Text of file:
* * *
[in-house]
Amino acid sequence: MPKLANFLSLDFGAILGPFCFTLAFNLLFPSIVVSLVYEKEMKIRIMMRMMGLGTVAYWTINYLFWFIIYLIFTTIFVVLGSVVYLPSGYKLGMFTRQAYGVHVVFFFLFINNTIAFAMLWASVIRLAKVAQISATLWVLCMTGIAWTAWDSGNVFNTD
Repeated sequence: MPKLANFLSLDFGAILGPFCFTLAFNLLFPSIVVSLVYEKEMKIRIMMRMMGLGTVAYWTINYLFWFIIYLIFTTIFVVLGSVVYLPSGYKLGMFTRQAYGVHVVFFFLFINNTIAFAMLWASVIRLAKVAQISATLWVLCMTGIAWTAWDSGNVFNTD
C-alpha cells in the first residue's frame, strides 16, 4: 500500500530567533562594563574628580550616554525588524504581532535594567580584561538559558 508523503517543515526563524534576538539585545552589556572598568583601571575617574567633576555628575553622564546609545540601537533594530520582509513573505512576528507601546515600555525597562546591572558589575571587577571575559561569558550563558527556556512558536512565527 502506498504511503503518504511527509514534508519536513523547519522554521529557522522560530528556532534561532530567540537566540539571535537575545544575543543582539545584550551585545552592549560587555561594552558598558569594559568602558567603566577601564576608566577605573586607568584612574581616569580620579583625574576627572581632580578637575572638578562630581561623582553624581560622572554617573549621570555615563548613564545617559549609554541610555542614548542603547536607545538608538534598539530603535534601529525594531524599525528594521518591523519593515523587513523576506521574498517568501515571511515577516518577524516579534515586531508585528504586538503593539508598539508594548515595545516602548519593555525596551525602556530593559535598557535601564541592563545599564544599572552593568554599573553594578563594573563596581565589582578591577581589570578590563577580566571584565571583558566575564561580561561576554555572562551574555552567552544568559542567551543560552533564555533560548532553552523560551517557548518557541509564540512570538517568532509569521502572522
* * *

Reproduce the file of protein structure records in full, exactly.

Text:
[in-house]
Amino acid sequence: MPKLANFLSLDFGAILGPFCFTLAFNLLFPSIVVSLVYEKEMKIRIMMRMMGLGTVAYWTINYLFWFIIYLIFTTIFVVLGSVVYLPSGYKLGMFTRQAYGVHVVFFFLFINNTIAFAMLWASVIRLAKVAQISATLWVLCMTGIAWTAWDSGNVFNTD
Repeated sequence: MPKLANFLSLDFGAILGPFCFTLAFNLLFPSIVVSLVYEKEMKIRIMMRMMGLGTVAYWTINYLFWFIIYLIFTTIFVVLGSVVYLPSGYKLGMFTRQAYGVHVVFFFLFINNTIAFAMLWASVIRLAKVAQISATLWVLCMTGIAWTAWDSGNVFNTD
C-alpha cells in the first residue's frame, strides 16, 4: 500500500530567533562594563574628580550616554525588524504581532535594567580584561538559558 508523503517543515526563524534576538539585545552589556572598568583601571575617574567633576555628575553622564546609545540601537533594530520582509513573505512576528507601546515600555525597562546591572558589575571587577571575559561569558550563558527556556512558536512565527 502506498504511503503518504511527509514534508519536513523547519522554521529557522522560530528556532534561532530567540537566540539571535537575545544575543543582539545584550551585545552592549560587555561594552558598558569594559568602558567603566577601564576608566577605573586607568584612574581616569580620579583625574576627572581632580578637575572638578562630581561623582553624581560622572554617573549621570555615563548613564545617559549609554541610555542614548542603547536607545538608538534598539530603535534601529525594531524599525528594521518591523519593515523587513523576506521574498517568501515571511515577516518577524516579534515586531508585528504586538503593539508598539508594548515595545516602548519593555525596551525602556530593559535598557535601564541592563545599564544599572552593568554599573553594578563594573563596581565589582578591577581589570578590563577580566571584565571583558566575564561580561561576554555572562551574555552567552544568559542567551543560552533564555533560548532553552523560551517557548518557541509564540512570538517568532509569521502572522